So Zappos was breached. It happens every day, certainly far more often than we hear about in the news, and, I suspect, more often than is reported to the appropriate law enforcement agencies, primarily the FBI cyber crimes unit (whose exact name escapes me at the moment).
I have done a lot of work in the cyber security space, in financial and retail, internal corporate and external facing, including compliance with the card industry’s official standard for cyber security, the imaginatively-named PCI-DSS.
I do not know how Zappos has built their internal network. But I can reasonably infer that they did at least a decent job, based on the results of the breach. The most important point is that despite a serious breach, no credit card info was compromised. Not one single complete credit card number was exposed, no security codes (those printed codes on the front of an AmEx and back of all the others) was lost.
Cyber security, like physical security, is built in layers of defense. The goal is both to minimize the probability of breach and assume a breach will happen some time, and thus mitigate the damage. Clearly, Zappos did not store credit card data in the clear with general information, but separately, and, likely, encrypted. They did not store the security codes, as PCI-DSS bans it. This breach hurts, but the impact is more of an annoyance than a serious impact. Further, they properly implemented password changes. They don’t store your password, nor can they email it to you, but rather can enable you to change it.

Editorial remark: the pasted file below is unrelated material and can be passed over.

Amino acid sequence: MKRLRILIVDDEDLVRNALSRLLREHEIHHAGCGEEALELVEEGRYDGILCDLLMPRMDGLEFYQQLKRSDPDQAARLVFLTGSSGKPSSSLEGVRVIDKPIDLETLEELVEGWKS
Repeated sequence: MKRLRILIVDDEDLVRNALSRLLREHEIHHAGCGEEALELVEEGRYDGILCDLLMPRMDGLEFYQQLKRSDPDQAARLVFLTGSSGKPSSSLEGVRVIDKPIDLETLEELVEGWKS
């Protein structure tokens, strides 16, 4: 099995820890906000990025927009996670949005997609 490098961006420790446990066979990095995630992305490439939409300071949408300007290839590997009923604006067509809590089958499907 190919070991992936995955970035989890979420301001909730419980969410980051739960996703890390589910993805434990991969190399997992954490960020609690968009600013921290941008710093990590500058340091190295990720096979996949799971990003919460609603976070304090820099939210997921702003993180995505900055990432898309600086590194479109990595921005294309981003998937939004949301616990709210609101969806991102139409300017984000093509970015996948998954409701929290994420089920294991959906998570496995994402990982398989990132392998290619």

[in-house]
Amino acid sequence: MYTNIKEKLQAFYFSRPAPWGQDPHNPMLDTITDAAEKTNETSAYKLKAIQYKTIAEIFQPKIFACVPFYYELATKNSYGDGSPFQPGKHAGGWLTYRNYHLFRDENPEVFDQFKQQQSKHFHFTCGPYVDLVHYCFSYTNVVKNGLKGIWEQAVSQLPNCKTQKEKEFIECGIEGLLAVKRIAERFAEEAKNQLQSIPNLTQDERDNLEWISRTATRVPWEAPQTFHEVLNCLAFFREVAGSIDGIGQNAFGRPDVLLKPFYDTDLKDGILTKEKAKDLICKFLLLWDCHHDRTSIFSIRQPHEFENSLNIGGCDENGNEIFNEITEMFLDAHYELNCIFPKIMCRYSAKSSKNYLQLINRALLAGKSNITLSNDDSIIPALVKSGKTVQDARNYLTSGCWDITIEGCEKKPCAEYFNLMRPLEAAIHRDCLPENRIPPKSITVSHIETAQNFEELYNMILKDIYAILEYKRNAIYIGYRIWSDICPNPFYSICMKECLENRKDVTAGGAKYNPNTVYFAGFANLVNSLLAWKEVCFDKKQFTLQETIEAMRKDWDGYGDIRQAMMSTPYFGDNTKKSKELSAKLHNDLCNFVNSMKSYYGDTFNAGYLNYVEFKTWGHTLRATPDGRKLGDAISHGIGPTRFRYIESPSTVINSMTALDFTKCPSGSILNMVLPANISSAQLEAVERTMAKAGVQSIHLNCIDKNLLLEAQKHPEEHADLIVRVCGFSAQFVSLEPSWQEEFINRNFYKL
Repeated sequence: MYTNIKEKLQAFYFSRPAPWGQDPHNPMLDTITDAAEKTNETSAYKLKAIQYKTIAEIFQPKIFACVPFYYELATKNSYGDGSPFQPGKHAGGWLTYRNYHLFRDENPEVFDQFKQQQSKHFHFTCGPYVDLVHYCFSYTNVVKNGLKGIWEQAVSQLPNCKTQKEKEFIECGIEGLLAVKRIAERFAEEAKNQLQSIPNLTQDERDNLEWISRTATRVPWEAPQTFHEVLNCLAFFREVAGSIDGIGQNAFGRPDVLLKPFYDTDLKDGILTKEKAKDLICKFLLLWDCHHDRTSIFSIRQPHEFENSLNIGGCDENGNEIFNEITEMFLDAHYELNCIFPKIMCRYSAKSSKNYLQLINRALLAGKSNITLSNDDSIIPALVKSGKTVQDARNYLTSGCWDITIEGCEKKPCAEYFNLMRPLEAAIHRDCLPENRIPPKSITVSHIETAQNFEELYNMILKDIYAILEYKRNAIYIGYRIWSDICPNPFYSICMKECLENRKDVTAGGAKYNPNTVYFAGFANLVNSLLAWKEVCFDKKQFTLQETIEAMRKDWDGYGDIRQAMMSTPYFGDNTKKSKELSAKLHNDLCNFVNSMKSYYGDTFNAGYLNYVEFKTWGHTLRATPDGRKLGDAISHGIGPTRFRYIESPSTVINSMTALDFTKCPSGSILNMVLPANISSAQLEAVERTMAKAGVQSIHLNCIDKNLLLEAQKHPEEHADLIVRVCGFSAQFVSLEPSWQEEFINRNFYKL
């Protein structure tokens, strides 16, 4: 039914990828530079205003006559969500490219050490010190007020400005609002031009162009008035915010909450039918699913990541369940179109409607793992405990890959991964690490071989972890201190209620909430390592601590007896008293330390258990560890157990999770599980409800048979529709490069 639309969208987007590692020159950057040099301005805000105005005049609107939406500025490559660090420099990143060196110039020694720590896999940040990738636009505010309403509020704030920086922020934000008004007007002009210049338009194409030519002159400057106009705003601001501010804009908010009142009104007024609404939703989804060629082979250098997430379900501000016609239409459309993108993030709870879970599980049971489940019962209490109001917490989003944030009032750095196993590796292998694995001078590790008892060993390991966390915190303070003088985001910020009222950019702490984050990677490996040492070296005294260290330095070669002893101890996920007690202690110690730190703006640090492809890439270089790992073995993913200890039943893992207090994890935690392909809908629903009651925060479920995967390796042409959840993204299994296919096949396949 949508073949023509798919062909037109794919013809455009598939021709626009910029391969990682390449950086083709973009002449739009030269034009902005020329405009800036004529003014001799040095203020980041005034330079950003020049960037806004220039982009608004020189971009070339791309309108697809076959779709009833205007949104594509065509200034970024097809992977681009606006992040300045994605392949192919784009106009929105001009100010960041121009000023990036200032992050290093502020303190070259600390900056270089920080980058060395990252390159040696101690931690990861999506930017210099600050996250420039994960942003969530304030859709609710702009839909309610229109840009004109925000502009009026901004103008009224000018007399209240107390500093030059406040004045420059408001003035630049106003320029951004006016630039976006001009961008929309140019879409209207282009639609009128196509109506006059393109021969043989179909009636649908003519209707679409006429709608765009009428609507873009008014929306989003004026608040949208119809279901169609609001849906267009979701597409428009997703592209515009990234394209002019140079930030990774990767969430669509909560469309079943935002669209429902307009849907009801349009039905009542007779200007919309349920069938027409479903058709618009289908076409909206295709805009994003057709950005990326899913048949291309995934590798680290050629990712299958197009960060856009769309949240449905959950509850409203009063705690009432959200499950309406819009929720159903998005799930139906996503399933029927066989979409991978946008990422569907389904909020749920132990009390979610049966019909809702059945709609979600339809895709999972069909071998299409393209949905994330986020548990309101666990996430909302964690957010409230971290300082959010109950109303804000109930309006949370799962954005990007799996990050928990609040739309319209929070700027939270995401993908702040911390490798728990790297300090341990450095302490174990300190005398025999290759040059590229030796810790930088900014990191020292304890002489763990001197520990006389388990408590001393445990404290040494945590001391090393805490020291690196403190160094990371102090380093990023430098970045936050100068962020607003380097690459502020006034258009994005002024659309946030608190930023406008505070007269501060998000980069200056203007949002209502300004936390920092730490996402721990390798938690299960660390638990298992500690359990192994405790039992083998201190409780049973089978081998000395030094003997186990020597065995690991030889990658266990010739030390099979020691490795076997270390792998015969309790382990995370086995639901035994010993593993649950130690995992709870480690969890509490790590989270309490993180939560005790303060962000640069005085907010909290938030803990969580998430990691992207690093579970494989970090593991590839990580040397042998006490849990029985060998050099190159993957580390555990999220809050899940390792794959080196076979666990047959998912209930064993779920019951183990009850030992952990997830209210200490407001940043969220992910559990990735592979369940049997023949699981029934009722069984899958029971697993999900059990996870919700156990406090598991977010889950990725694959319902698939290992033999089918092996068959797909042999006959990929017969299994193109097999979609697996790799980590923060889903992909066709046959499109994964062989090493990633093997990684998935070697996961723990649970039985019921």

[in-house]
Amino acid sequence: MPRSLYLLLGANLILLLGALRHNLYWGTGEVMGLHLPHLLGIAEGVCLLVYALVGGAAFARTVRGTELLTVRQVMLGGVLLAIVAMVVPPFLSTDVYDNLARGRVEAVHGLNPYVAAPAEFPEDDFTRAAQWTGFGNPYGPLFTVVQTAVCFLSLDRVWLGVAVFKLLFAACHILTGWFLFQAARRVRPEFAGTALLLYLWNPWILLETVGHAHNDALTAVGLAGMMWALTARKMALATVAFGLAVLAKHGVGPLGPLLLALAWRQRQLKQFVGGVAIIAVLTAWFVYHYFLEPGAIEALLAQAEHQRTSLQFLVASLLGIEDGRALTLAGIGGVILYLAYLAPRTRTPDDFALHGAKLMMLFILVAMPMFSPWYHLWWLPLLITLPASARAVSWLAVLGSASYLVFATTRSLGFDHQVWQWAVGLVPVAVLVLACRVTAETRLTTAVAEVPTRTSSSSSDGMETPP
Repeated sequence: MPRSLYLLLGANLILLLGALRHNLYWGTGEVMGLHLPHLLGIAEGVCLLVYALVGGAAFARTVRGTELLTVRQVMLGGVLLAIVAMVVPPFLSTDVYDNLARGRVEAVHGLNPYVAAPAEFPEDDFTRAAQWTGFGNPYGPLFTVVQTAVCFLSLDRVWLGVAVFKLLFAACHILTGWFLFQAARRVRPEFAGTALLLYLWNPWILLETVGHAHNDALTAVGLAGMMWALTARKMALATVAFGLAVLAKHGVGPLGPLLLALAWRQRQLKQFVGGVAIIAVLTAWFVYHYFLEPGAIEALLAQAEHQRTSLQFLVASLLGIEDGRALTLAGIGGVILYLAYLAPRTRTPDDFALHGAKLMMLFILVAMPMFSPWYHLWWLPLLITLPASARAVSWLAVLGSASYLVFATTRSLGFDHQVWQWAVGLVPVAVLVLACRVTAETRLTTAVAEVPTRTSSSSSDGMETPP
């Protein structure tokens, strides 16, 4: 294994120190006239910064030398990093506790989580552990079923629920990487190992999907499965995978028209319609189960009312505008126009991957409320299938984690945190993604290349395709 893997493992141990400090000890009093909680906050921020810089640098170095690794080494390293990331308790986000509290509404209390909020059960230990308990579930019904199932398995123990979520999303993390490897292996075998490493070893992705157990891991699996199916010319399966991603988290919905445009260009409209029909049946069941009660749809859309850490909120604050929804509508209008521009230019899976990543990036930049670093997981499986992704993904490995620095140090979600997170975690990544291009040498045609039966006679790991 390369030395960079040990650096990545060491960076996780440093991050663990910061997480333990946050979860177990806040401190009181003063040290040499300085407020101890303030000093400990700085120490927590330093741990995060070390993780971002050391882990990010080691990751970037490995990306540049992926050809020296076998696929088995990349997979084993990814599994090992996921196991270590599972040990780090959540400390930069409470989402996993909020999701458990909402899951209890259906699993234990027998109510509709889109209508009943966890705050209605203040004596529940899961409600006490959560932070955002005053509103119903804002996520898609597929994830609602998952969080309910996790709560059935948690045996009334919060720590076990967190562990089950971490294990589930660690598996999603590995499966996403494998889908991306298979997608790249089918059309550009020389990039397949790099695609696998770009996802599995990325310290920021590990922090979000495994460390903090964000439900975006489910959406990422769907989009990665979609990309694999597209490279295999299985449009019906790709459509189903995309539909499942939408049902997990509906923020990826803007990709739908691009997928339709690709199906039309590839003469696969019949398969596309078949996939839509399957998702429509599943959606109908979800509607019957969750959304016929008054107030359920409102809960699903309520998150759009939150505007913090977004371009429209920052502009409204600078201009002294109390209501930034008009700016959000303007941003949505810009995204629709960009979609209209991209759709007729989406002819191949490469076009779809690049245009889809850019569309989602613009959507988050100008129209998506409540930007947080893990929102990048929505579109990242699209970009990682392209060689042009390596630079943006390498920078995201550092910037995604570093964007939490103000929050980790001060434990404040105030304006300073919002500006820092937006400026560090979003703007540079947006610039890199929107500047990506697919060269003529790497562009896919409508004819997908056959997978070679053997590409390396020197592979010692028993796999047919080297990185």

Most importantly, though, they handled customer relations correctly. They came clean from the beginning, and thus risking public wrath instead won customer trust.
Kudos to Tony Hsieh and his team.